There are several movies that attempt to capture the intensity of the D-Day Invasion by Allied forces on June 6, 1944. The events of that day and the lead up to it have inspired generations of screenwriters, directors, and actors.
Relive the epic day in history with these top films about D-Day.
What a cast the film has: John Wayne, Robert Mitchum, Sean Connery, Richard Burton, Henry Fonda, Rod Steiger, Robert Wagner, Peter Lawford, Roddy McDowell, Eddie Albert, Sal Mineo, Paul Anka, Fabian and Red Buttons to name a few. It needs to be three hours long to give everybody their share of the action—and what action!
The Longest Day depicts the Battle of Normandy from the viewpoints of both the Allied and the German forces in consultation with veterans of both sides. Based on a 1959 book by Cornelius Ryan, the black-and-white film won Oscars for cinematography and special effects and was released in 1962.
This American war drama mini-series is based on the non-fiction book by historian Stephen Ambrose and follows Easy Company (part of the 101st Airborne Division) from boot camp in the United States to the end of the war and Japan’s surrender.
The series cleverly bases the characters on real members of Easy Company and includes contemporary interviews with them, although the series inevitably took poetic license. It was directed by Steven Spielberg and Tom Hanks and was their second war movie venture after Saving Private Ryan.
In 2001, the series won Emmy and Golden Globe Awards for best mini-series. Band of Brothers has continued to fascinate and attract admirers.
The title of the book and the series was taken from William Shakespeare’s play Henry V, set in 1415. The English King of England faces the French before the Battle of Agincourt on St. Crispin’s Day and made one of the most stirring speeches in the history of the theatre, which includes the line:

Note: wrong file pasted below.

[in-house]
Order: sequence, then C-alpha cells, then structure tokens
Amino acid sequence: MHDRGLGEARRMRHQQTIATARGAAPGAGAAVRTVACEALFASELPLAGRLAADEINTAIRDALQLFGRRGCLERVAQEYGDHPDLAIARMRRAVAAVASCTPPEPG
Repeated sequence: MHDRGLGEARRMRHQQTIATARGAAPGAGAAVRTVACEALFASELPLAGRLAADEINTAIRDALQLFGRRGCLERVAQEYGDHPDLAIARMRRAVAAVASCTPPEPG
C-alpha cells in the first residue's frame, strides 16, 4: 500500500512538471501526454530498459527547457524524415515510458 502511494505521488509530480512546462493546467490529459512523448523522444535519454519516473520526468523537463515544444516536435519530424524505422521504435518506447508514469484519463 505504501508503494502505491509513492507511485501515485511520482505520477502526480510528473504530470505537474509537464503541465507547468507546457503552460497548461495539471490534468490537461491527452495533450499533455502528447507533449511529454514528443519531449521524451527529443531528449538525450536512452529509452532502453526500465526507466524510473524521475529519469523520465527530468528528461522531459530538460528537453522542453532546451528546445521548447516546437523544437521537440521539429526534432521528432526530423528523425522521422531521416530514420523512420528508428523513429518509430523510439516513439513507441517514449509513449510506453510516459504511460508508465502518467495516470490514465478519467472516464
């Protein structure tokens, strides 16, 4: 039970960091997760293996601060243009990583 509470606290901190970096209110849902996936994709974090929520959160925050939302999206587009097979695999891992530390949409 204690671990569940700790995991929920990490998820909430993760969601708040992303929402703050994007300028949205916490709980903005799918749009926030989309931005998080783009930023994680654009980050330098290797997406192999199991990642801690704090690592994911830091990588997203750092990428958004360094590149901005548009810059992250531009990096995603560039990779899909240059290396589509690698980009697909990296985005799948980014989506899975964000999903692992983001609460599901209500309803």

“We few, we happy few, we band of brothers”
At the time, Band of Brothers was the most expensive tv mini-series made by any network in the world, costing $125 million. The BBC as co-production partner paid £7 million ($10.1 million); again the most it had ever paid.
It was worth every penny.
When the movie was released in 1998, there was one recurring theme everyone referred to—the feeling of total realism that director Steven Spielberg produced.
The film starts with a 27-minute beachfront attack by American forces on Omaha Beach, an intensely chaotic attack that Spielberg had researched with painstaking accuracy. He employed Paul Fussell, the veteran and critic, and historian Stephen Ambrose as consultants and used amputees as actors and the results were pretty shocking.
The story follows a group of soldiers who go behind enemy lines after D-Day to find Private James Ryan (played by Matt Damon, who is not seen for most of the movie) whose three brothers have been killed in action. Tom Hanks stars as United States Army Rangers Captain John Miller, leading a squad of men (Tom Sizemore, Edward Burns, Barry Pepper, Vin Diesel, Giovanni Ribisi, Adam Goldberg, and Jeremy Davies) in the search.